Sometimes magic happens

Magic is lack of knowledge and understanding;)

There are several of islands, half the size of spain or larger, that have entirely or partly sunk in the atlantic, and the rest of the world past 12000 years and around that time.

Doggerland was about half the size of spain, it sank finally during the storegga tsunami around 8200 years ago. during a period of fast rising seawater and the sinking of its part of the tectonic plate which contributed.

http://no.wikipedia....:Doggerbank.jpg
http://en.wikipedia....wiki/Doggerland

Iceland was orginally a larger island than spain (still is) that partly sank in the sea, because of rising sea after icesheetmelting from 20 000/15 000to 8 000 years ago. Iceland was a bit larger than spain 12 000 years ago. Some of it sank in the sea because it was liftet up because of the weight of all the ice on the tectonic plates. And when the weight disappered it sank to the bottom.

These gelogical phenomen can make islands disappear like magic

http://www.telegraph...-new-study.html

Svalbard island, north norway was 5 times larger than spain 12 000 years ago and most/much of it sank in the sea from 15 to 8 thousand years ago. Because of rising sea and sinking of the tectonic plate because. Same as above..

Islands can also sink during earthshakes and after a large volcano blowout. After the japanese earthshakes some seabed rised 50 meter up from the old sealevel. The same forces can also make areas and islands sink. Especially were tectonic plates meetes.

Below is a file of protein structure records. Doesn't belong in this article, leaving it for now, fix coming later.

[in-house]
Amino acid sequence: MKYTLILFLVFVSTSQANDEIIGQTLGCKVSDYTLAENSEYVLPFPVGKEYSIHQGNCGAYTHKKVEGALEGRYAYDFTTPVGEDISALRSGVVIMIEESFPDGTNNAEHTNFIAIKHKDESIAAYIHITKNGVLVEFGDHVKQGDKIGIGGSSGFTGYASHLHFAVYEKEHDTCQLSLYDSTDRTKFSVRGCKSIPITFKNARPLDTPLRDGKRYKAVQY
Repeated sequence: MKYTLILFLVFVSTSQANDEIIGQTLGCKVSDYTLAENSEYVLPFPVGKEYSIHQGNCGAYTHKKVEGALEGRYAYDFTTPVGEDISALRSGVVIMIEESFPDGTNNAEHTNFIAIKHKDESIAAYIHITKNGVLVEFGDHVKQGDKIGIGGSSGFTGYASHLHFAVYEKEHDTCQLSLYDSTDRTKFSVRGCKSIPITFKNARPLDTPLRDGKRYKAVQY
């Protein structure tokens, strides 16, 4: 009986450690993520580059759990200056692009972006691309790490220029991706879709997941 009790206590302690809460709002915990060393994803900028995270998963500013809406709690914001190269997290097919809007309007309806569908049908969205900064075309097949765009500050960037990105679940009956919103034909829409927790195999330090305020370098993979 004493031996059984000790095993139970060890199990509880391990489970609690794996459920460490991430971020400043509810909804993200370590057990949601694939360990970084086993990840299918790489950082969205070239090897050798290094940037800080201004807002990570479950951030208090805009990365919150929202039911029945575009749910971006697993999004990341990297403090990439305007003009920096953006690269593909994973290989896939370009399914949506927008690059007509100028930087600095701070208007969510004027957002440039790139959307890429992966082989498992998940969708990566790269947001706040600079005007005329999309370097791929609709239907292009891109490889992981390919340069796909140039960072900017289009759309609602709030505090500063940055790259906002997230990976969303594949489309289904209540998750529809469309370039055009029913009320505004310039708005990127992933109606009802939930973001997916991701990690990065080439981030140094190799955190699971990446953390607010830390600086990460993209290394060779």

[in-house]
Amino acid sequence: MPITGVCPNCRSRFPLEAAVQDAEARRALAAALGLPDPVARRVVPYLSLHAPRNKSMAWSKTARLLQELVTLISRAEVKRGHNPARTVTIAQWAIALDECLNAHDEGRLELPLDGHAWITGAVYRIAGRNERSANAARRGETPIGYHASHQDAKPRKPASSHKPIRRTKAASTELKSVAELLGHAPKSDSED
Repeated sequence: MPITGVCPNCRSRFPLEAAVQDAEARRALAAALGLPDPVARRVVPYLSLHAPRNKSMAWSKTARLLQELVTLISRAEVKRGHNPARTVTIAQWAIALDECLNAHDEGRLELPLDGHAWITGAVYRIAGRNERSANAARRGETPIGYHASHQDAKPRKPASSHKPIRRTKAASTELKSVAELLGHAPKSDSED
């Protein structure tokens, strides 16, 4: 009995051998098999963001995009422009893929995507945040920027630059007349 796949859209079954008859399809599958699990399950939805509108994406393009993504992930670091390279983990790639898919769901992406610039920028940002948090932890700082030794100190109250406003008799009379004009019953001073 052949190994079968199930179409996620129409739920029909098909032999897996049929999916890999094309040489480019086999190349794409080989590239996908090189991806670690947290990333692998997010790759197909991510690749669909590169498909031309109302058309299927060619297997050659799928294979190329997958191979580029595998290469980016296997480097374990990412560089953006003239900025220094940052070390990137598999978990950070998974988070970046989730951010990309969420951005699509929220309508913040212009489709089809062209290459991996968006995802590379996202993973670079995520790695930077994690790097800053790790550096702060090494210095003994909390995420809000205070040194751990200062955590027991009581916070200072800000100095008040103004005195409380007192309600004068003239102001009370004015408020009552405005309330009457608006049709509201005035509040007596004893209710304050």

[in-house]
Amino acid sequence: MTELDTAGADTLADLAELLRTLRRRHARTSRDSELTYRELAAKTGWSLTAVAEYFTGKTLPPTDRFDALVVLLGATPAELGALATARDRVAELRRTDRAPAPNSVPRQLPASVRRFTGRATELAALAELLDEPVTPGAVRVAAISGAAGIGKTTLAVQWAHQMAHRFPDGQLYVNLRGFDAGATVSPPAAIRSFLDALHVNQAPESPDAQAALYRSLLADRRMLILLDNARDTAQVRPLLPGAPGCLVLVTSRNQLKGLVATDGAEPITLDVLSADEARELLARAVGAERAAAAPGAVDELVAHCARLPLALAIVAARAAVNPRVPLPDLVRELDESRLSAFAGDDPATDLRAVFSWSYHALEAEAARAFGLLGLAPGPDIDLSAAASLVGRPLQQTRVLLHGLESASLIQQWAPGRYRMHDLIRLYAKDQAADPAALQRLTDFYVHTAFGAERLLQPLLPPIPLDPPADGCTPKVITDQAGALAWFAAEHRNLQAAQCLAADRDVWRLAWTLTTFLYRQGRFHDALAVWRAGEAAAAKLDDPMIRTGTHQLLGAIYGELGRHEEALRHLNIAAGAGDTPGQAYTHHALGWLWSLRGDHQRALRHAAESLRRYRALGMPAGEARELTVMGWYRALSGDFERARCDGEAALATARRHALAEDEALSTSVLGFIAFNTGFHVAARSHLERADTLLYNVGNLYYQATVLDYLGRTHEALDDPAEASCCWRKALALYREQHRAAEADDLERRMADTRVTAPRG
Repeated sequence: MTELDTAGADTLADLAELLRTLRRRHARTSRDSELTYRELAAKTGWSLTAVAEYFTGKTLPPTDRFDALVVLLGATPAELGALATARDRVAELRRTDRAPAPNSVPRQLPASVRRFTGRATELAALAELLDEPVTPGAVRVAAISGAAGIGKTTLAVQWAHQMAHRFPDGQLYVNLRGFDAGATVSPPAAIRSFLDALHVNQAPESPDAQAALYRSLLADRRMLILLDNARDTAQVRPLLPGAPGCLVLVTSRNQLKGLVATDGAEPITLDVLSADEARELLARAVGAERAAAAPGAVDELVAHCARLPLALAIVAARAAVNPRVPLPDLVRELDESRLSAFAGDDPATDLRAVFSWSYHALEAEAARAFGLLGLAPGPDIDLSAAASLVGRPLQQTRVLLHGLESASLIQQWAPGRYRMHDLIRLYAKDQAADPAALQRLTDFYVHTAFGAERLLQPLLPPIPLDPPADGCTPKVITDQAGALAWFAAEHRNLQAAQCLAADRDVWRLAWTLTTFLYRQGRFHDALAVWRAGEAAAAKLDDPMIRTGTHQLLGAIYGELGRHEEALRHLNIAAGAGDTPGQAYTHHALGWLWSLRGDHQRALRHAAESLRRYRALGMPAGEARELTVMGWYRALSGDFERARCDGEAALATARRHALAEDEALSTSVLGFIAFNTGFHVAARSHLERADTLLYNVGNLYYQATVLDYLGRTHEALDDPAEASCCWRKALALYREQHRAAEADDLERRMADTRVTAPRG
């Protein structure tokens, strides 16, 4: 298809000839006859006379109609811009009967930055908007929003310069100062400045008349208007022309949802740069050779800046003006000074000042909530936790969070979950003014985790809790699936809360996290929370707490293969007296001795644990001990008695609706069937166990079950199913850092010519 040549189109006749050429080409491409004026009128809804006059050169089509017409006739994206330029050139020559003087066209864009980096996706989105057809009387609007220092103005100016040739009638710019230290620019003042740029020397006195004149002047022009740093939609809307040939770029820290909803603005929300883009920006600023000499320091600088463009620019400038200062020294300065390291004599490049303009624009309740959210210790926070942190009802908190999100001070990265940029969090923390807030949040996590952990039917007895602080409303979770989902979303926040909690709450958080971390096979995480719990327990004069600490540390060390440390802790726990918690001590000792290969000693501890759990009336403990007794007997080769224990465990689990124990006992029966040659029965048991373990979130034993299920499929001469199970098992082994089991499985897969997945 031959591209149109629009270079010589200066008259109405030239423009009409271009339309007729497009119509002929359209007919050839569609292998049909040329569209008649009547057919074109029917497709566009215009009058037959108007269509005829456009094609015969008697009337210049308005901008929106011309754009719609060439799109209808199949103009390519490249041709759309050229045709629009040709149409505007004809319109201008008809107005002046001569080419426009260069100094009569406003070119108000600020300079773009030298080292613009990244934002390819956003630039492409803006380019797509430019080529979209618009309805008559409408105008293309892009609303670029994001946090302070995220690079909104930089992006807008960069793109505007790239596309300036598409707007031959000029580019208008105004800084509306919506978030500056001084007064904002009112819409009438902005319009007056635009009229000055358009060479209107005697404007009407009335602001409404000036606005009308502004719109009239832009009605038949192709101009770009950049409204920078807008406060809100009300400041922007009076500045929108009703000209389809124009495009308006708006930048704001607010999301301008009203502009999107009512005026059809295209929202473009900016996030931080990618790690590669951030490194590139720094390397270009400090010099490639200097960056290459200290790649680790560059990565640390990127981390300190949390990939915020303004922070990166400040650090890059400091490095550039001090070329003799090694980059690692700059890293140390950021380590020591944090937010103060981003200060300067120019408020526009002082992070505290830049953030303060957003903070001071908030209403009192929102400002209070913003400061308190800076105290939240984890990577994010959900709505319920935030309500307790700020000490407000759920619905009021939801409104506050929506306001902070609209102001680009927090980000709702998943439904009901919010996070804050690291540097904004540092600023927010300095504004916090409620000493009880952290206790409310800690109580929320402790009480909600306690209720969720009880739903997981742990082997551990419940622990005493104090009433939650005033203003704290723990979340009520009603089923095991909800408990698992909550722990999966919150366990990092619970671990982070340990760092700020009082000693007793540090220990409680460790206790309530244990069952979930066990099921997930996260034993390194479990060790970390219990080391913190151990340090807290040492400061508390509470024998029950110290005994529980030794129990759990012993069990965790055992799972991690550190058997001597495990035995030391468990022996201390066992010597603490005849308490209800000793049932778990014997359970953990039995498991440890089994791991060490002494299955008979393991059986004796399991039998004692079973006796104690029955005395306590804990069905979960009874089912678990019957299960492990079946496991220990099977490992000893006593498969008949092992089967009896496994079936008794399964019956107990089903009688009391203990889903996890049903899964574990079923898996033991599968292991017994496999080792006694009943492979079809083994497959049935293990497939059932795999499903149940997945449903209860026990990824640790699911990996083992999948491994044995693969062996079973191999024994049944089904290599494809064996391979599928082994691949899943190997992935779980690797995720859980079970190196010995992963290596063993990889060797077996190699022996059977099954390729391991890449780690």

http://abcnewsradioo...study-says.html

An island rised 5 meters during the thailand earthquakes and tsunamies..

http://basementgeogr...nel-island.html



I dont get what these core samples are supposed to prove or how it disproves the sinking of large islands. Coresamples havent been taken everywhere, and not in the most interesting areas, as they were looking for oil and gas, not sunken islands.

Magic is what you see them doing in movies like Harry Potter, not in the real world. :rolleyes:  So now you're redefining 'magic'. Somehow it doesn't surprise me.

They can determine through core samples whether something was permanently submerged in water by the rising of the sea level as opposed to having suddenly collapsed into the ocean, which is what Atlantis was claimed to have done. As well as being able to tell when this happened. And yet nothing has been found to support the original claim as written by Plato. Core samples have been taken from the areas where Atlantis was claimed to have been, which are the only areas relevant to the discussion. Again, nothing supports Plato's claim. That you don't like it is irrelevant to the discussion.

cormac